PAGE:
While the suggestion of the Dorset County Chronicle that the ‘“SPIRIT OF DORSET” PAGEANT SHOULD GO ON TOUR!’ was likely consciously stated hyperbole, the event had clearly been viewed as successful at the local level.27 In terms of uniqueness the pageant is most important, in retrospect, as a clear example of the ways in which contemporary academic research, though of a very popular kind, crossed over into and informed the staging of historical episodes. In most respects however it was a classic example of a WI pageant in this era, similar in many ways to Arthur Bryant’s WI pageants in the mid-1920s. Firstly, celebrating rural and country life and cementing local solidarity were clearly the most important aspects; secondly, organisation was decentralised, giving a chance for a wide variety of small WIs to be involved and to also cement the county-wide network; and finally, despite its local and inward looking narrative, it was not oblivious to wider social upheaval like the impending world war.
- ‘Dorset Women’s Institutes’, Western Gazette, 28 October 1938, 15.
- ‘Dorset Women Re-enact County’s History in Lulworth Pageant’, Dorset County Chronicle, 13 July 1939, 3.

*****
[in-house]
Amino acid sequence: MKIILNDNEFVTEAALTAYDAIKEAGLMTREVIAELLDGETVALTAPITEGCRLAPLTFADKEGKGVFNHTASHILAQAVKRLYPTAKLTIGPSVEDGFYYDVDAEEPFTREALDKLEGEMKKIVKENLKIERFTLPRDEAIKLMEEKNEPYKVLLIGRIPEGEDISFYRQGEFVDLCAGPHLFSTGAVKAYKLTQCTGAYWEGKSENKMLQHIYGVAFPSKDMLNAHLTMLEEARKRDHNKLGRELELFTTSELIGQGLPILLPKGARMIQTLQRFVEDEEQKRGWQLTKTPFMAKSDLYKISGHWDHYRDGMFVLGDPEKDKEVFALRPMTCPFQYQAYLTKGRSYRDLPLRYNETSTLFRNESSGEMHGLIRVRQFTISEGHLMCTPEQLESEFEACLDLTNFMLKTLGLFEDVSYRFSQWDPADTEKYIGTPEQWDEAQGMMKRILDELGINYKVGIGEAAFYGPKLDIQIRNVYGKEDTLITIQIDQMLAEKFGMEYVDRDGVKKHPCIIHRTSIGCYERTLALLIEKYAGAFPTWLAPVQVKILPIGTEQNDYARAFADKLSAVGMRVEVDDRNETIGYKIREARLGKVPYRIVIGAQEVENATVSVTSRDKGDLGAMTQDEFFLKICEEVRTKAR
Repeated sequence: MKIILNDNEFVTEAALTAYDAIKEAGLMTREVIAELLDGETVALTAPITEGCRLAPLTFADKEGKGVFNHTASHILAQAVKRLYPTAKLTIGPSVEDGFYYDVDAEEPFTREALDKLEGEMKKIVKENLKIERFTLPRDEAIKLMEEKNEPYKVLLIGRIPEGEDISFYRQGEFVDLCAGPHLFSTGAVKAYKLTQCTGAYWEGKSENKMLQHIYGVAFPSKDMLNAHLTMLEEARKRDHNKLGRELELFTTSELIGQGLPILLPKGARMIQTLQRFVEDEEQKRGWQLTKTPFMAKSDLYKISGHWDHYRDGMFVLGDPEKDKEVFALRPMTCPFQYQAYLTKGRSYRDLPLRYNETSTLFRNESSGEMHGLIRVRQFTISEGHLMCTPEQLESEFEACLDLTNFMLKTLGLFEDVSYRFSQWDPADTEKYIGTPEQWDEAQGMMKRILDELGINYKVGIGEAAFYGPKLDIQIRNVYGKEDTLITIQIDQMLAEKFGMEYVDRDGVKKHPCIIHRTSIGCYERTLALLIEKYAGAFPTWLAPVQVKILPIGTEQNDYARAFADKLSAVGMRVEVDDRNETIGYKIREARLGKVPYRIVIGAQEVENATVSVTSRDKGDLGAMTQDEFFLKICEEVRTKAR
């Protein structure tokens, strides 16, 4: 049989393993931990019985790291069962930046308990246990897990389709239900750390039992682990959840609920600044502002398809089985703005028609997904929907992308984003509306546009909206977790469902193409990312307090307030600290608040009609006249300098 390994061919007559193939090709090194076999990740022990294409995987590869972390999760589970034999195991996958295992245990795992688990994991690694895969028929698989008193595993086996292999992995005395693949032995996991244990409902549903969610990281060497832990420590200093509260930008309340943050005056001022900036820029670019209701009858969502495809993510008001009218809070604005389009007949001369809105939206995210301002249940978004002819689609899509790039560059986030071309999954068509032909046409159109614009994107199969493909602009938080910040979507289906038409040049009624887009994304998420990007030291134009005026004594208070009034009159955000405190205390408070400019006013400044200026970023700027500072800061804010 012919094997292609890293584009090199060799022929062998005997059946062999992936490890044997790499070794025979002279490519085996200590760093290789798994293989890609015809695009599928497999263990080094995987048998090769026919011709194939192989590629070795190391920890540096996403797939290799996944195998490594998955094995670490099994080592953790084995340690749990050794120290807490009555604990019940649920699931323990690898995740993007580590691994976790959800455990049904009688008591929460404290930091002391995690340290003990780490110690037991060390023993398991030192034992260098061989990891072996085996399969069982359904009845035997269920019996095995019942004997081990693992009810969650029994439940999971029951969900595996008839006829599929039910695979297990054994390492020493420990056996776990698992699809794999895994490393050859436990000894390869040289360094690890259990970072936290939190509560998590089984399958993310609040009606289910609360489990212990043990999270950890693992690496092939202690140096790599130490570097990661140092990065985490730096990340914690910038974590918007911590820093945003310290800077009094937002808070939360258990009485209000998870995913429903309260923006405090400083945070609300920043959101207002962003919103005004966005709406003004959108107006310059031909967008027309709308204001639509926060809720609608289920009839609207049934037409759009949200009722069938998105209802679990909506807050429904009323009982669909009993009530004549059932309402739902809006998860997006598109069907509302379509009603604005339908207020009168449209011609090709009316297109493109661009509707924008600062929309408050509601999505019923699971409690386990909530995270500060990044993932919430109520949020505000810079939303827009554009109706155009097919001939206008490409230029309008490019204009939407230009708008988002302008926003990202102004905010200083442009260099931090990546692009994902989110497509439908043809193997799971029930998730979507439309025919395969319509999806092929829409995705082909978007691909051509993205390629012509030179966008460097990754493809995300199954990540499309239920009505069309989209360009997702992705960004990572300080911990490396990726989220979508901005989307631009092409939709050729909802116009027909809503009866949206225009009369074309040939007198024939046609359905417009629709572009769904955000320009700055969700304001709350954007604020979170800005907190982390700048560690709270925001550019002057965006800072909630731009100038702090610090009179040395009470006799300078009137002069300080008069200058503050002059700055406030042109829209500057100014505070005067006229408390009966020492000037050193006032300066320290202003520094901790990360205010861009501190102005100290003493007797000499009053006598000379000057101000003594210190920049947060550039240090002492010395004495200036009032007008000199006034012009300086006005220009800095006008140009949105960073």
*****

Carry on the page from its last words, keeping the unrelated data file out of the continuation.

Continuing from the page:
- The Spirit of Dorset: Book of Words and Programme (Dorchester, 1939), 5.
- Ibid., 5.
- See M. Andrews, ‘For home and country’: Feminism and Englishness in the Women’s Institute Movement, 1930-1960’, in R. Weight and A. Beach, The Right to Belong: Citizenship and National Identity in Britain, 1930-1960 (London, 1988); M. Andrews, The Acceptable Face of Feminism: The Women’s Institute as a Social Movement (London, 1997); C. Beaumont, ‘Citizens not Feminists: The Boundary Negotiated between Citizenship and Feminism by Mainstream Women’s Organisations in England, 1928–39’, Women’s History Review 9 (2000), 411-429.
- ‘Cast of over 600 in “Spirit of Dorset” Pageant’, Dorset Daily Echo, 13 July 1939, 4.
- The Spirit of Dorset, 5.
- The Spirit of Dorset, 7.
- ‘”Dorset Oozer” in Lulworth pageant’, The Dorset County Chronicle and Swanage Times, 20 July, 1939, 3.
- Dark Dorset. http://darkdorset.blogspot.co.uk/2013/05/rogation-monday-custom-and-tradition-of.html Accessed online 28/07/15.